County softens proposal on oaks
By JOSH ZIMMER, Times Staff Writer
TAMPA -- Under pressure from local builders, Hillsborough County is abandoning a proposal that would have set a more rigorous standard for protecting grand oak trees.
The county's Department of Planning and Growth Management had sought to protect oaks with diameters of 30 inches or greater.
Following discussions with the Builders Association of Greater Tampa, the department has decided to ask the County Commission to set the minimum threshold at 40 inches, the figure the builders lobbied for.
Even healthy oaks that big or bigger would not be guaranteed survival.
But if changes are approved, the new ordinance would force landowners to get permission from a county hearing officer to remove grand oaks, said John Schrecengost of the Department of Planning and Growth Management. Currently, the county can try to persuade developers to submit site plans that save as many trees as possible, but staffers have little real power to prevent their removal.
The builders association argued that the current ordinance works fine. It requires surveys of trees with diameters greater than 5 inches but does not give special protection to oaks.
The proposed amendments would increase costs, the builders said, because the location of trees directly affects site plans and building expenses.
"We still don't see the need for this particular ordinance," said Biff Craine, a Tampa lawyer who is chairman of governmental affairs for the builders association.
The proposals were sparked by Commissioner Jan Platt, who complained last year about the ongoing loss of oak trees.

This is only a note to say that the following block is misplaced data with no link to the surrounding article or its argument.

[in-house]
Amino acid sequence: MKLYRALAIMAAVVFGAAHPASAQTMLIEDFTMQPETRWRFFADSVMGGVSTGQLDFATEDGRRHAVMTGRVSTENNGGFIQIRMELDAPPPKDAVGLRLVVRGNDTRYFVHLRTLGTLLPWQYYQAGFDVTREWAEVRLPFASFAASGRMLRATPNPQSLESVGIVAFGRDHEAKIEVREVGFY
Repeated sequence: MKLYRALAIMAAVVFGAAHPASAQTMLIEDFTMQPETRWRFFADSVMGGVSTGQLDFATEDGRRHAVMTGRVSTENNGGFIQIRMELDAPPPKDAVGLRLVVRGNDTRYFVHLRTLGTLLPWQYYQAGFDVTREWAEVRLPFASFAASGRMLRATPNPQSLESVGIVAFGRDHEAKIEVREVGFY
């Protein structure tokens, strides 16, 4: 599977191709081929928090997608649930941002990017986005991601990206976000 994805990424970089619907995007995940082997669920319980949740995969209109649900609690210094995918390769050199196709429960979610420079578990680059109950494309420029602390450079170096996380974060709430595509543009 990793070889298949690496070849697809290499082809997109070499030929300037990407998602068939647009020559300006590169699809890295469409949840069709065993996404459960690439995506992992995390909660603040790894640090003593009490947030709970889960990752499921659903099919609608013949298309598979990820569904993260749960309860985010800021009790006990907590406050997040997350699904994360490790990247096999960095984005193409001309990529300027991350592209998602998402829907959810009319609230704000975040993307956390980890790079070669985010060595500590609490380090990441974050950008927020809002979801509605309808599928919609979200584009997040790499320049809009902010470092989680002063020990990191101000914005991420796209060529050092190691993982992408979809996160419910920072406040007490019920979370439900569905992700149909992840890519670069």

"The more trees we can save the better," she said. "It's really to the developers' benefit. They add value to the land."
In drafting the changes, Schrecengost said, the county did not cave in to development interests. After viewing data from Tampa, which showed trees protected under the city's grand oak ordinance average 39 inches in diameter, "We accepted the diameter that the builders association proposed," he said.
The builders did not get everything they wanted, according to Schrecengost.
They fought unsuccessfully the proposal requiring landowners to go before a county hearing officer to remove healthy grand oaks. (A hearing would not be required for less robust oaks.)
And the builders lost on another issue. The changes propose that landowners replace a healthy grand oak with one of equal size.
Craine contends the new rules would not protect more oaks; Schrecengost disagrees.
"It's going to create a difference in the design (of projects)," he said.
He cited the case of a proposed addition to the Eagles subdivision in Keystone for which some oaks would be cut down. Under the new ordinance, Schrecengost said, the developer probably would have had to redesign the project around some of the healthier, larger oaks.
The proposed ordinance goes to the planning commission on May 13 and then to the County Commission for public hearings on June 8 and July 25.
-- Josh Zimmer can be reached at (813) 269-5314.
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